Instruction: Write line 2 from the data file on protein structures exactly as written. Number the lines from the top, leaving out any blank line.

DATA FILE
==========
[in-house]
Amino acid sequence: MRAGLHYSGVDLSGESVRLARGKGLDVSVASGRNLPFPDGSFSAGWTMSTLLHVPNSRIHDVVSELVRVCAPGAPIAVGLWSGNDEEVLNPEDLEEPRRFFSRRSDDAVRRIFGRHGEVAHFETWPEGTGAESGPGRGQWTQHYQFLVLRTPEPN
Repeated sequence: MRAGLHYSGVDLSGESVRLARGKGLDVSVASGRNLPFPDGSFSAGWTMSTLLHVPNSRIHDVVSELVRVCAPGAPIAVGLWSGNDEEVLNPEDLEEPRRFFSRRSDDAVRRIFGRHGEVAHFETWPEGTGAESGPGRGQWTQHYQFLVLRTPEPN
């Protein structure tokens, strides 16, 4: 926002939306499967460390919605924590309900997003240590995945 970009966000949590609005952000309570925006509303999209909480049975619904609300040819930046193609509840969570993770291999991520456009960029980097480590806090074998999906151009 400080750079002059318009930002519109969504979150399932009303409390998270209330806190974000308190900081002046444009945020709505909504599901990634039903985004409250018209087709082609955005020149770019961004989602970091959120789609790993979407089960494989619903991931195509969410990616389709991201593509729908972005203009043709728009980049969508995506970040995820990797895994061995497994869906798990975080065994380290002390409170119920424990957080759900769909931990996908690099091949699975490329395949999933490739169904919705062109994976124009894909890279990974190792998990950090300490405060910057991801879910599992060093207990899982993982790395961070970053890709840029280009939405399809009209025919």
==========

Amino acid sequence: MRAGLHYSGVDLSGESVRLARGKGLDVSVASGRNLPFPDGSFSAGWTMSTLLHVPNSRIHDVVSELVRVCAPGAPIAVGLWSGNDEEVLNPEDLEEPRRFFSRRSDDAVRRIFGRHGEVAHFETWPEGTGAESGPGRGQWTQHYQFLVLRTPEPN